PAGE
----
The little colorful specks here are kite surfers riding the waves at Big Sur.

Where to Eat:

Nepenthe. This cliff side restaurant is handicap-accessible and you can also burn calories before dinner by schlepping up several flights of stairs to the restaurant for an amazing view and a cocktail. There’s also the Phoenix Gift Shop stocked with jewelry made by area artists, books, funky overpriced decorative objects, and a clawfoot bathtub filled with goldfish. (I bought some souvenir bling.) The shopping is downstairs, the dining is upstairs. Since we were dining on a cliff, our daughter’s crayons kept rolling off the table, but thankfully our food did not. Everything was phenomenally good so order whatever–it will be delicious. My favorite part was the detailed story about the goat cheese wedge on our cheese plate. Our waitress thoughtfully explained to us how the goat was milked once in the morning when the fog was rolling out and then that very same goat was milked again at night as the fog rolled in; the milk remained separated and made into cheese that was then separated by a layer of ash. I couldn’t taste the difference between cheese made with morning milk and cheese made with evening milk, but the story and the waitress’s earnestness made me love California even more.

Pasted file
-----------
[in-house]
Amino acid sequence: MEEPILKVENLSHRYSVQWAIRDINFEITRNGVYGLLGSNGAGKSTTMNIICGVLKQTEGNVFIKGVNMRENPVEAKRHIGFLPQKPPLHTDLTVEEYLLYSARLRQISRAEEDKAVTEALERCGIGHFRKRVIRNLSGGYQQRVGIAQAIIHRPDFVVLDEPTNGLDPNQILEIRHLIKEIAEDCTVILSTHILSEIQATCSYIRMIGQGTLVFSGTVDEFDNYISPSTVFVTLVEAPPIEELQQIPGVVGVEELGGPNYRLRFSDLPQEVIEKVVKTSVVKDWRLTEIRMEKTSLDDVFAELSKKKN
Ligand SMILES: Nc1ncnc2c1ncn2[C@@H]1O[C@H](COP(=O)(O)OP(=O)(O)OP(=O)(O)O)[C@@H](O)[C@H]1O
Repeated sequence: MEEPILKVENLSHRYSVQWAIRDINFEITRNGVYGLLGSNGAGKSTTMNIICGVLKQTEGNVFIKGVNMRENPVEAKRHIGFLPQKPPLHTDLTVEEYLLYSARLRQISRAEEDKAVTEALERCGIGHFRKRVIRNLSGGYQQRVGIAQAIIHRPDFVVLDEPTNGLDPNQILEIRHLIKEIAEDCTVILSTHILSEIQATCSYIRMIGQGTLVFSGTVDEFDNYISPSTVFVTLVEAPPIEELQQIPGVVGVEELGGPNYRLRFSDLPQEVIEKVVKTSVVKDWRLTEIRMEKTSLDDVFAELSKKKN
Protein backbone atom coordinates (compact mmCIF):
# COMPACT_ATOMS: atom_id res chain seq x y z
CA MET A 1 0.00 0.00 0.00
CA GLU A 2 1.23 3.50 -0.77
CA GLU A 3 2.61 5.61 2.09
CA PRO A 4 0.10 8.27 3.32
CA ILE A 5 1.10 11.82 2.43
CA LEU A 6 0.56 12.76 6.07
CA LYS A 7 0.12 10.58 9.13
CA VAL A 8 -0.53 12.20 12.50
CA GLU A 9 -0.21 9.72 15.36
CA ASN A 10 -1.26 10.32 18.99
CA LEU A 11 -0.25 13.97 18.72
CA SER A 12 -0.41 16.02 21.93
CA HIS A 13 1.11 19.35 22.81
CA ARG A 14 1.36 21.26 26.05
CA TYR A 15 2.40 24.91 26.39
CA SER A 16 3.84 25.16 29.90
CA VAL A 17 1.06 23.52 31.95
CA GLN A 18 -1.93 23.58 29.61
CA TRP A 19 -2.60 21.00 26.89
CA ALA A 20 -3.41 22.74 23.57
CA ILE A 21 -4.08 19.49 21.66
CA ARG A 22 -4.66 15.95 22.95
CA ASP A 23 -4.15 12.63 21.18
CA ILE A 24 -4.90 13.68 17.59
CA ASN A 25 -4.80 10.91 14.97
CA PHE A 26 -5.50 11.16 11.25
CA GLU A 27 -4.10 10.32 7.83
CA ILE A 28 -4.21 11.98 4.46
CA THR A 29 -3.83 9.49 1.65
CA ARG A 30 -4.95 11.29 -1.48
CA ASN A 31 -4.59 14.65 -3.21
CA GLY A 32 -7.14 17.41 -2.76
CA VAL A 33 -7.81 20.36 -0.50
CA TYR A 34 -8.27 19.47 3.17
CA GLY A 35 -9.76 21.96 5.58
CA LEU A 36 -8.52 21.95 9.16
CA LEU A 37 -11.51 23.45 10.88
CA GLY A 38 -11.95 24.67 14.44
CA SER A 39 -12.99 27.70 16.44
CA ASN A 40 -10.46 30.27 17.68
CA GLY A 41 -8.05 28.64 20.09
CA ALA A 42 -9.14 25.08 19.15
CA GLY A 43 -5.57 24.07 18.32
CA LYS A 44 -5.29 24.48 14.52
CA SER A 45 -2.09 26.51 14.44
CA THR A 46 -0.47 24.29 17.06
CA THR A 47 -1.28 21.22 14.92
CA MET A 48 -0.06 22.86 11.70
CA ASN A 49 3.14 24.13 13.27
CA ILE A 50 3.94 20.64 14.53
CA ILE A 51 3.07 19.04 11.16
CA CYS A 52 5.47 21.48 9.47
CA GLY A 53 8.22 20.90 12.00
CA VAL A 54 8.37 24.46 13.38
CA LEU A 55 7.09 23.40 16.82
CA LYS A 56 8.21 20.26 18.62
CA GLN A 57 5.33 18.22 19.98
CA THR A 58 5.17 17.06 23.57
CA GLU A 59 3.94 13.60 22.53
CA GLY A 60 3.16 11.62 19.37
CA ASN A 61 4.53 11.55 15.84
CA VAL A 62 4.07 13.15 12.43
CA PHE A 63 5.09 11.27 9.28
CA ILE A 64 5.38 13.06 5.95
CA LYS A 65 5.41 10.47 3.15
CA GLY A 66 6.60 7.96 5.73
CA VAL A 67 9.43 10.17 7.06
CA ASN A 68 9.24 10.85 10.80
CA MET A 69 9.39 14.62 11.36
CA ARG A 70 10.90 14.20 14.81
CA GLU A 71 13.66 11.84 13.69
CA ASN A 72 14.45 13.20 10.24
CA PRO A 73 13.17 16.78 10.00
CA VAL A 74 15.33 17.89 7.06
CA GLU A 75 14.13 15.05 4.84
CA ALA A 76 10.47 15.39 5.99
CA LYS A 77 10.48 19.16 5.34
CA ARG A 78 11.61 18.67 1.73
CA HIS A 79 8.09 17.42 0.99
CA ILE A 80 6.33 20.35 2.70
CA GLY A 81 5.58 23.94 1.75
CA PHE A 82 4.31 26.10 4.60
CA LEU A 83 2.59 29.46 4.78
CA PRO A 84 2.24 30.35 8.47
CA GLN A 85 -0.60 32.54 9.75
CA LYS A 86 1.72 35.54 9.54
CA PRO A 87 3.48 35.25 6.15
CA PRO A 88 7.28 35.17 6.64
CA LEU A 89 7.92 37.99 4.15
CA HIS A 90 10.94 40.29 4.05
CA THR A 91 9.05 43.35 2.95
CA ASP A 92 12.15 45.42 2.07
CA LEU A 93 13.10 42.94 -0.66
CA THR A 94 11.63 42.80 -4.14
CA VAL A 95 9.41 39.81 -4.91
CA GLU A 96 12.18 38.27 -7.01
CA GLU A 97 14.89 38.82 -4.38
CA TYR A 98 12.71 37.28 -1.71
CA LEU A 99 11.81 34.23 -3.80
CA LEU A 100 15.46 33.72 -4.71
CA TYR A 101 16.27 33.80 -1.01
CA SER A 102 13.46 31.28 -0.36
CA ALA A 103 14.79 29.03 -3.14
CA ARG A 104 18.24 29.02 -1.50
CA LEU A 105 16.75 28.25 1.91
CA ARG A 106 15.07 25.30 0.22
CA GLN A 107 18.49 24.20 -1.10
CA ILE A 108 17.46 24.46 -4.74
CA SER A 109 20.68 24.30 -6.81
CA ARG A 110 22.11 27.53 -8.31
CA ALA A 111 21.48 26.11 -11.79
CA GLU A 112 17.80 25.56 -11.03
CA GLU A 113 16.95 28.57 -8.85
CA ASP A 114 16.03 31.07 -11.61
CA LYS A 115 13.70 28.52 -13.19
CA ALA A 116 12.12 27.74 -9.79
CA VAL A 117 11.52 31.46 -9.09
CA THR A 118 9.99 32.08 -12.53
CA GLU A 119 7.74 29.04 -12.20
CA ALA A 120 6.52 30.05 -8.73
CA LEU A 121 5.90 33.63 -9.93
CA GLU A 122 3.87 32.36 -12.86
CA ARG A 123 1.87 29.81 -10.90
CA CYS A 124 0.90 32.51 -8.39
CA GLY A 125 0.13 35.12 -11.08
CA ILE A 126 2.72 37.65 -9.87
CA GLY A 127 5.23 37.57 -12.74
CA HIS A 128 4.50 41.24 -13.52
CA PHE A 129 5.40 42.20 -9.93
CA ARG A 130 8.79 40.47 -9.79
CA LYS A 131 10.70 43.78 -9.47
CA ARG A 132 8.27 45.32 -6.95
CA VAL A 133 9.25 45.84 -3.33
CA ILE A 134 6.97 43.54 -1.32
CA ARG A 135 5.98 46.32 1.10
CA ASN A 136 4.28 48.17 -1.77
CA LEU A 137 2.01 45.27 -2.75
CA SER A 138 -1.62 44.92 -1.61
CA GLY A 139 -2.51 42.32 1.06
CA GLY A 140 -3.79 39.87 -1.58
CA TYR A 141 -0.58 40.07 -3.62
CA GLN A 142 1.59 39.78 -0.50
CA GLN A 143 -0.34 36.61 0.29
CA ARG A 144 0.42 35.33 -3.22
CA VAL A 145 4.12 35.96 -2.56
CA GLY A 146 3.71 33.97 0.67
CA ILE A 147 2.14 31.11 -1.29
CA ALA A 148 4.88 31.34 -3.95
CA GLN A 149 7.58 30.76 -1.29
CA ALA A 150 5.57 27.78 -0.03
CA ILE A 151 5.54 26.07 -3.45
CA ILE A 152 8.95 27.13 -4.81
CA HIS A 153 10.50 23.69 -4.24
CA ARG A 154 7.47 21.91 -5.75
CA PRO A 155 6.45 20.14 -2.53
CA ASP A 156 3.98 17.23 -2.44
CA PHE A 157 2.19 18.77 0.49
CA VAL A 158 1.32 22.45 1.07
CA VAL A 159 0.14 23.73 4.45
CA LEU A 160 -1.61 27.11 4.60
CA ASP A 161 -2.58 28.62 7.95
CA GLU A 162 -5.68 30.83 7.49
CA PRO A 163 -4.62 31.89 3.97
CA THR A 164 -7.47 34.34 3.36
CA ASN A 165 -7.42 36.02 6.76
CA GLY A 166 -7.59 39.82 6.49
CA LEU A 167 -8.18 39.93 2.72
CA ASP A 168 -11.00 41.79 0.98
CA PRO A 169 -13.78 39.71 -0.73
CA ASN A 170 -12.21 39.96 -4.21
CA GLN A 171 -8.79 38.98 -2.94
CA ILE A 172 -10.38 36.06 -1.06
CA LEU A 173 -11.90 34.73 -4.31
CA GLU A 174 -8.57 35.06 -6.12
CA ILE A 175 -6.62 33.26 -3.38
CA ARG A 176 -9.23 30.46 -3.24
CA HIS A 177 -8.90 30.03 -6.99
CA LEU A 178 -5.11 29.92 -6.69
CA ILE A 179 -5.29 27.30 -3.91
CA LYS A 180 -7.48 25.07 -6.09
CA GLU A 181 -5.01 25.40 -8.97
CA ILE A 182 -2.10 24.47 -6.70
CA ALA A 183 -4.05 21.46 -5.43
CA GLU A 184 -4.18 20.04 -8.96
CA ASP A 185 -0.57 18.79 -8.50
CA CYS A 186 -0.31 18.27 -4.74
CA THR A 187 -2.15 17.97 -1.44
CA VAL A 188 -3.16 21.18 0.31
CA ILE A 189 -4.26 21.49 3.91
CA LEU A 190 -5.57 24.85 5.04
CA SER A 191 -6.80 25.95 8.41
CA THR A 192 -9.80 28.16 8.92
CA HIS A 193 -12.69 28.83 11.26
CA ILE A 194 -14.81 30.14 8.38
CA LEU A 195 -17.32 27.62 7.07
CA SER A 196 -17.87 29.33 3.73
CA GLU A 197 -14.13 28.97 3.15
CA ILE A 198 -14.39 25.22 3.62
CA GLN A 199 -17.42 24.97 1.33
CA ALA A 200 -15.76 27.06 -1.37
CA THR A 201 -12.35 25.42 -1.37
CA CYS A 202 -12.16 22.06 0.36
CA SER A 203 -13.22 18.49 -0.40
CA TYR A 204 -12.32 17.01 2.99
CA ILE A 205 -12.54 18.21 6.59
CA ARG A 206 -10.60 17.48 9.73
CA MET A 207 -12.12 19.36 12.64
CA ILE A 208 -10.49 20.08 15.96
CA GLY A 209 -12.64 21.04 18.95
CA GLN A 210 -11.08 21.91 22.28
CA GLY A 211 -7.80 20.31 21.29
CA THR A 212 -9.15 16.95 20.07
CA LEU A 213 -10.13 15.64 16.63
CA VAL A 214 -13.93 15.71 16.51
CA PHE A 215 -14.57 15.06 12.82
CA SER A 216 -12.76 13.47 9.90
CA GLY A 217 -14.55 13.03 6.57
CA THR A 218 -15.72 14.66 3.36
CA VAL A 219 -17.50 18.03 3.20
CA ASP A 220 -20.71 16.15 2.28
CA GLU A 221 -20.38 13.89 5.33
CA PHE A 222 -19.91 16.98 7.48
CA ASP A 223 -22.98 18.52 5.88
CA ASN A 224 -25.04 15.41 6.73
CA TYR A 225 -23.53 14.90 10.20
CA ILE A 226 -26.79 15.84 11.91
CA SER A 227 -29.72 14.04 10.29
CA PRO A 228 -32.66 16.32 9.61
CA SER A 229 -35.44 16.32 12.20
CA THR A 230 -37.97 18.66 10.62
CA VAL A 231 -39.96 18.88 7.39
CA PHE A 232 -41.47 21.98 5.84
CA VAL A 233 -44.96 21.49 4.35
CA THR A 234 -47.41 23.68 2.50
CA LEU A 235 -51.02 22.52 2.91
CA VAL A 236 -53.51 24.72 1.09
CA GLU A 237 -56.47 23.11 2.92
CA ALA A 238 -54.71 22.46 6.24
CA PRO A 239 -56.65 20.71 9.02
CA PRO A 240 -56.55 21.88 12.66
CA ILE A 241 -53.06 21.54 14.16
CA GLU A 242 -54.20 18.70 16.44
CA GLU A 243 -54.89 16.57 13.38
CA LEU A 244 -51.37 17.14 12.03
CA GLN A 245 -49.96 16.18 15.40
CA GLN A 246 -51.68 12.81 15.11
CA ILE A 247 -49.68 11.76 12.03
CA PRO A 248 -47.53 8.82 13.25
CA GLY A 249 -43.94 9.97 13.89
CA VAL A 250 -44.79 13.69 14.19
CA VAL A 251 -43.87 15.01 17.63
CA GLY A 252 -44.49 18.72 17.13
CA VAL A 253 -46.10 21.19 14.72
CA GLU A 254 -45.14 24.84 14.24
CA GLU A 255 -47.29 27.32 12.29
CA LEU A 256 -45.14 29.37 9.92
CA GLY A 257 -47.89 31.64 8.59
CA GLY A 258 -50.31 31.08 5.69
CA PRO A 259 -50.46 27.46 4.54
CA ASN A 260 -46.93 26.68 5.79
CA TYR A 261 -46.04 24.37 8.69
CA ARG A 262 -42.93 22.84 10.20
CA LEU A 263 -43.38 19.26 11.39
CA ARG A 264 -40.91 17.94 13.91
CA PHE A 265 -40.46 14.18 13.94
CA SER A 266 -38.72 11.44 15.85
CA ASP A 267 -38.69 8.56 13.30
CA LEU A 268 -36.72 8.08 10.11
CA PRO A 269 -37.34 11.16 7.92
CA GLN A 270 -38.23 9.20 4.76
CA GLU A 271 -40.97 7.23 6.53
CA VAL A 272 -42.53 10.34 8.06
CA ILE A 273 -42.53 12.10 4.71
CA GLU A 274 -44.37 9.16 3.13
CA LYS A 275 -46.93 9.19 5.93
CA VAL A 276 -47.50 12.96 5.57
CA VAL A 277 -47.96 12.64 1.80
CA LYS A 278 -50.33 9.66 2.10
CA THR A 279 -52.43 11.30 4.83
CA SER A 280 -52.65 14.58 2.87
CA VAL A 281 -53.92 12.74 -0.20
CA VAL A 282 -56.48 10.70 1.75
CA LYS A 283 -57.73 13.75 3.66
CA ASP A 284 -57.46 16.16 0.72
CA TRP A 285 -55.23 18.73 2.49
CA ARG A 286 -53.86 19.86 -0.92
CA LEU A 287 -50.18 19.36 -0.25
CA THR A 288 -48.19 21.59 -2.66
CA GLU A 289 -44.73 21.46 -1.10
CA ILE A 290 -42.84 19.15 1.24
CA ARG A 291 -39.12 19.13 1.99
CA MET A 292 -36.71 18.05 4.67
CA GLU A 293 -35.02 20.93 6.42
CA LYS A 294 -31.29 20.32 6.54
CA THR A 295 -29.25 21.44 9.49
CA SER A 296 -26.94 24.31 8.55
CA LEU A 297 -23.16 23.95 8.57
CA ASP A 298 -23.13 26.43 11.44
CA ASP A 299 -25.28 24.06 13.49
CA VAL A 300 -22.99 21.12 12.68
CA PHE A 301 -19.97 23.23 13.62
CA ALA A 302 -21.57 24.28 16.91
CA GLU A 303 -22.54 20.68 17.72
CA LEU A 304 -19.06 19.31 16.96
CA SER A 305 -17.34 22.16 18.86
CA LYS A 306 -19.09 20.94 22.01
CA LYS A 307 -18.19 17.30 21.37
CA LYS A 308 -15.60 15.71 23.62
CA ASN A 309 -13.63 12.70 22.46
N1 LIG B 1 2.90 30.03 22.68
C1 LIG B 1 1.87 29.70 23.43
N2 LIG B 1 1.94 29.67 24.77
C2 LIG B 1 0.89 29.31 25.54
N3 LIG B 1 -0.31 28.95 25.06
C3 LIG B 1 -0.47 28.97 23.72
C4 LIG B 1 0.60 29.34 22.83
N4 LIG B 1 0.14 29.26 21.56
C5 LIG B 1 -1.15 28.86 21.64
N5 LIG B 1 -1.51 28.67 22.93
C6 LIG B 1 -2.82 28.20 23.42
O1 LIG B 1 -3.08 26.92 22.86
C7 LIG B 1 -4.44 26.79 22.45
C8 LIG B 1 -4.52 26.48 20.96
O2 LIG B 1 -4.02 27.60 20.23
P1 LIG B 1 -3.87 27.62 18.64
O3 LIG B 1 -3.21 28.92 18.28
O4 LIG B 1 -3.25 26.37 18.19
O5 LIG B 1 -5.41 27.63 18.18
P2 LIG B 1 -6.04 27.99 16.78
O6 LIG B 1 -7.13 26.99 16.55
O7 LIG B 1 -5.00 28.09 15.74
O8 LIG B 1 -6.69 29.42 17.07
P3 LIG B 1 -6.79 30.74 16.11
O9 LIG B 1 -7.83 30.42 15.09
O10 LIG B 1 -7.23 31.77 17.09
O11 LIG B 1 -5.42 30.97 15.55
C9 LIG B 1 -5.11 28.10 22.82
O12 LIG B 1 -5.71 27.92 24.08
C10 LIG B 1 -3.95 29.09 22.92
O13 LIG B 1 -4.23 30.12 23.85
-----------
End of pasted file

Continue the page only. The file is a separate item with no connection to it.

The view at Nephenthe, a great place to enjoy goat cheese with locally made wine:

And the fish in the bathtub. Now I know what to do with our antique spare clawfoot bathtub (yes, we own two):